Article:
Dismiss Notice
New Cookie Policy
On May 24, 2018, we published revised versions of our Terms and Rules and Cookie Policy. Your use of AstronomyConnect.com’s services is subject to these revised terms.

Measuring Double Stars

Discussion in 'General Astronomy Chat' started by Seer, Jan 1, 2019.

Measuring Double Stars

Started by Seer on Jan 1, 2019 at 7:05 PM

7 Replies 444 Views 0 Likes

Reply to Thread Post New Thread
  1. Seer

    Seer Well-Known Member

    Joined:
    Oct 29, 2018
    Posts:
    341
    Trophy Points:
    28
    Location:
    Johnstown, Pennsylvania USA

    I was just reading about measuring double stars in PRACTICAL ASTRONOMY by STORM DUNLOP. It mentions a few devices and processes that are used such as filar micrometer, binocular micrometer, diffraction micrometer, and it describes a special mask that can be used with reflecting telescopes to modify the diffraction pattern to help reveal close companions, and also using spectra. I wanted to learn more and found this video on YouTube. I would like to learn more about the mask that the book mentions and describes. From the description it is not a Bahtinov Focus Mask. The book says it typically has 6 or 8 straight sides.
     
  2. Seer

    Seer Well-Known Member

    Joined:
    Oct 29, 2018
    Posts:
    341
    Trophy Points:
    28
    Location:
    Johnstown, Pennsylvania USA
    Last edited: Jan 2, 2019
  3. Seer

    Seer Well-Known Member

    Joined:
    Oct 29, 2018
    Posts:
    341
    Trophy Points:
    28
    Location:
    Johnstown, Pennsylvania USA
    I found the authors email address and just sent him an email asking him about the mask.
     
  4. Seer

    Seer Well-Known Member

    Joined:
    Oct 29, 2018
    Posts:
    341
    Trophy Points:
    28
    Location:
    Johnstown, Pennsylvania USA
    I just got a reply from Storm Dunlop answering my question. I am waiting for his approval to post it here.
     
  5. Gabby76

    Gabby76 Well-Known Member

    Joined:
    Dec 16, 2016
    Posts:
    449
    Trophy Points:
    43
    Location:
    Slovakia/ Canada
  6. Seer

    Seer Well-Known Member

    Joined:
    Oct 29, 2018
    Posts:
    341
    Trophy Points:
    28
    Location:
    Johnstown, Pennsylvania USA
    WOW, that is very expensive!
    Celestron use to sell one and I think Meade still does.
    I would like to do Astrometrics.
     
  7. Seer

    Seer Well-Known Member

    Joined:
    Oct 29, 2018
    Posts:
    341
    Trophy Points:
    28
    Location:
    Johnstown, Pennsylvania USA
    I got permission to use the email and here it is.

    Your email eventually reached me. It had been shuffled aside as 'spam' by my ISP. The passage in question was written so many years ago that I have completely forgotten where the information came from.

    I do know that the mask used for double-star work is nothing like a Hartmann mask. The latter uses two circular apertures to help to determine the focal length of an objective and also for figuring mirrors.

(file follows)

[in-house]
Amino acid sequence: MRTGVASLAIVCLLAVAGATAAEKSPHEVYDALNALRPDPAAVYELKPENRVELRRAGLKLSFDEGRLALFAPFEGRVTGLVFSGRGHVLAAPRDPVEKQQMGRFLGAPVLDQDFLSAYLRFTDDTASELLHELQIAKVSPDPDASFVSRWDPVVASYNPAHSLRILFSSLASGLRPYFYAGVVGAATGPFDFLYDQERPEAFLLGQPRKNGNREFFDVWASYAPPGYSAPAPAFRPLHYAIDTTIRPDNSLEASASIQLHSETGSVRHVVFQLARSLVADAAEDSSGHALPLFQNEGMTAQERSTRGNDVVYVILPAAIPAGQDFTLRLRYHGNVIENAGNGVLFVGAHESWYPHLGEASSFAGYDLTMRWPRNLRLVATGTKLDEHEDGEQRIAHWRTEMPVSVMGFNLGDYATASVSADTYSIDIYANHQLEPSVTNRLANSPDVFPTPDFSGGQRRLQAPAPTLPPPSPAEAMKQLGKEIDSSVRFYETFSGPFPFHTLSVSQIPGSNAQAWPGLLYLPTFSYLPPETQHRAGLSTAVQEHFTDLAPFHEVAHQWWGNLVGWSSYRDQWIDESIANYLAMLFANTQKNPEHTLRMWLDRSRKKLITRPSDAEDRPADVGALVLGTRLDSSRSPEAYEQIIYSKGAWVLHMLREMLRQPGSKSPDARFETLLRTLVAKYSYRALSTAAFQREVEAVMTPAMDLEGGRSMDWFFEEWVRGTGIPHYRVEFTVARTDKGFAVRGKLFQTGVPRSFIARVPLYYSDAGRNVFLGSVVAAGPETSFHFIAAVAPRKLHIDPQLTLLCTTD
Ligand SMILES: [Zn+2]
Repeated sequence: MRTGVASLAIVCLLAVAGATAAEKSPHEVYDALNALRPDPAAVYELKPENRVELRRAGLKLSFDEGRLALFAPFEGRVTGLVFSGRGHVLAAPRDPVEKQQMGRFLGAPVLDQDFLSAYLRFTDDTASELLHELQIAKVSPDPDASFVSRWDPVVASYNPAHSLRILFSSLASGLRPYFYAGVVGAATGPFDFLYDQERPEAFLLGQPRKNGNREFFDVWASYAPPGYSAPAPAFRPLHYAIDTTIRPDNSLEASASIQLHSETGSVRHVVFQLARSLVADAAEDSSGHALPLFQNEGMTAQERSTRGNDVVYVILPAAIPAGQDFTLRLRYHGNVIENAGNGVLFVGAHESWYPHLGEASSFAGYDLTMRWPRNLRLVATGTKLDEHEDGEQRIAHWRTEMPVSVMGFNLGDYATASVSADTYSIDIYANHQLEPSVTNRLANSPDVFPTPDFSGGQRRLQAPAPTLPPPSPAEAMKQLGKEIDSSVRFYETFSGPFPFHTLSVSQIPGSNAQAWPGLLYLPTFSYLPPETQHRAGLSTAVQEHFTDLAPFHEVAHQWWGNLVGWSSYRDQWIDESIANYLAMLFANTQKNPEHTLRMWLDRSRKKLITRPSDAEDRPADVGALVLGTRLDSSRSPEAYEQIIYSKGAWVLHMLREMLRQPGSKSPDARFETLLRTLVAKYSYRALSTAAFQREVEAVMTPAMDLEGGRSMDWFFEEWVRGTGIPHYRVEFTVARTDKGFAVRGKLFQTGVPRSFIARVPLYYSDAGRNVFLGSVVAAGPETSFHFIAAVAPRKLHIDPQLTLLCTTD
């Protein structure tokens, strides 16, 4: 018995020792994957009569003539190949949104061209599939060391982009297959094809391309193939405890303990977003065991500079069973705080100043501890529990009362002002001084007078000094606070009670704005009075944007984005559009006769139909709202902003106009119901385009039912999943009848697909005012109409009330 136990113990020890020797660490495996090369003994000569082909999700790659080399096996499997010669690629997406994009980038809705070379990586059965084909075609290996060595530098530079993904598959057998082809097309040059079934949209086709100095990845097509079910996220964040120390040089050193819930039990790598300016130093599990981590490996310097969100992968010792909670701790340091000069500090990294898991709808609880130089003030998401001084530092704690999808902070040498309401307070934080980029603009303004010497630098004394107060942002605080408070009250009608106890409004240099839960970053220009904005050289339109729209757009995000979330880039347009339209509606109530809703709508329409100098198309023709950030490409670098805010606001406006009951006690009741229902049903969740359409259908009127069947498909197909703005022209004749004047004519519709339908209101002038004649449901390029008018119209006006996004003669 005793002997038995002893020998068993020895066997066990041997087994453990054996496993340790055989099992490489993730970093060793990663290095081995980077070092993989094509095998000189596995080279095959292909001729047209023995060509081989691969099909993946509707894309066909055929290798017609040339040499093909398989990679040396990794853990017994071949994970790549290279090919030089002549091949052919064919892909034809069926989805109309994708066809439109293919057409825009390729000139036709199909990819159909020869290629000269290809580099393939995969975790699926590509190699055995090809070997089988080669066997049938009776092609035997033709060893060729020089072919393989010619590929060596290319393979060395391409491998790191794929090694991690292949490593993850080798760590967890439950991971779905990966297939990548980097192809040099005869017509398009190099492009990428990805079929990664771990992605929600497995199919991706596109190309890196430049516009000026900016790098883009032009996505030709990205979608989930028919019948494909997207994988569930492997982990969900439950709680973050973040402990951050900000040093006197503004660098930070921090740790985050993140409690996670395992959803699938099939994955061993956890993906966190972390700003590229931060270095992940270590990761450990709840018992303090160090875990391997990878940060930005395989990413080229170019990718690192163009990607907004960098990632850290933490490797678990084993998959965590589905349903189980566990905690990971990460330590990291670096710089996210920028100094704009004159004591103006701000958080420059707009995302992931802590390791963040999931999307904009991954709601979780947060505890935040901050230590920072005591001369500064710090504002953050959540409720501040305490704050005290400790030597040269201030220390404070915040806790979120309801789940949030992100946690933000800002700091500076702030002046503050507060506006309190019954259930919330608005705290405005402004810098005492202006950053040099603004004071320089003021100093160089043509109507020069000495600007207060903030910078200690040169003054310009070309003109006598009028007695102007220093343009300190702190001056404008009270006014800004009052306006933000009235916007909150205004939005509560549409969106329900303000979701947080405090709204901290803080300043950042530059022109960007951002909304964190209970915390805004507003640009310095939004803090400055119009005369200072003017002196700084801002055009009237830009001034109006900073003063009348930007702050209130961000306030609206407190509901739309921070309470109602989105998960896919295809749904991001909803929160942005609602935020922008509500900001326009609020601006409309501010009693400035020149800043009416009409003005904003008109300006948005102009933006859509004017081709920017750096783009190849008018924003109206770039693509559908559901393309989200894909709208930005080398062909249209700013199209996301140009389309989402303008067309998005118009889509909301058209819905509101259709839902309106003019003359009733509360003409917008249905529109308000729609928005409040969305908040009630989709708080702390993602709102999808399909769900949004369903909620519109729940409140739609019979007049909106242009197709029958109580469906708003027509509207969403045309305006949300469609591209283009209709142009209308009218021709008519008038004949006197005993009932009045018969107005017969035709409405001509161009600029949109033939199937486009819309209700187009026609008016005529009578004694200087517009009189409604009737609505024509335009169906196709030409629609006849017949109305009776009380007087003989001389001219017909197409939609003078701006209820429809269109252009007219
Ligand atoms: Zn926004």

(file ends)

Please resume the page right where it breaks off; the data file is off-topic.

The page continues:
There are two types of device for improving the visibility of the fainter companion in double stars: apodizing screens and aperture masks. Apodizing screens modify the Airy disk so that the companion is not obscured by the bright rings that surround the central image of the bright star.

    Aperture masks modify the shape of the telescope's aperture from circular to hexagonal or octagonal. In doing so, they either introduce diffraction spikes (in a refractor) or modify the spikes caused by the spider holding the secondary (in reflectors). By turning the mask, the location of the spikes may be altered so that the comes appears between the main diffraction spikes.

    The only reference that I can find immediately to hand is the Webb Society Deep-Sky Observer's Handbook: Vol.1: Double Stars, p.18 (Enslow, New Jersey / Lutterworth, London 1979). This epecifically mentions a hexagonal mask to be used over the aperture. Offhand, I cannot remember (or find) the reference to an octagonal mask.

    I contacted an experienced double-star observer about this, and this is what he had to say:

    > The hexagonal mask is usually used on refractors and operates as you
    > suggest. I'm not sure what it would do to the diffraction pattern of a
    > reflector. I've not heard of octagonal masks - that would make finding
    > stars like Sirius B more tricky I suspect as you'd get 8 diffraction
    > spikes. I believe some of the space imaging people use square masks
    > and lentil-shaped apertures were used with the 24-inch at Lembang to
    > photographically image Procyon B - much more difficult than Sirius B.

    Although it makes no difference to the query, where are you located? I assume that you are somewhere in North America, because you had a Firefly edition of the book. (I'd even forgotten that they did a reprint.)

    Yours faithfully,

    Storm Dunlop
     
    Gabby76 likes this.
  8. Gabby76

    Gabby76 Well-Known Member

    Joined:
    Dec 16, 2016
    Posts:
    449
    Trophy Points:
    43
    Location:
    Slovakia/ Canada
    The Celestron is a rebranded Baader. Unfortunately they only offer the 12.5mm version now as they used to offer a 9mm also.
    It can still be found on the used market occasionally.
    I am not sure how well the apodizing mask would work with your refractors, I use mine with the 150mm and it does a reasonable job.
    If you do end up getting a reticle eyepiece, the AAVSO has a section of "forgotten doubles" these are double stars that have not been re-visited in quite some time.
    You can find out how they want the report written up and then do some observations for them :)
     

Share This Page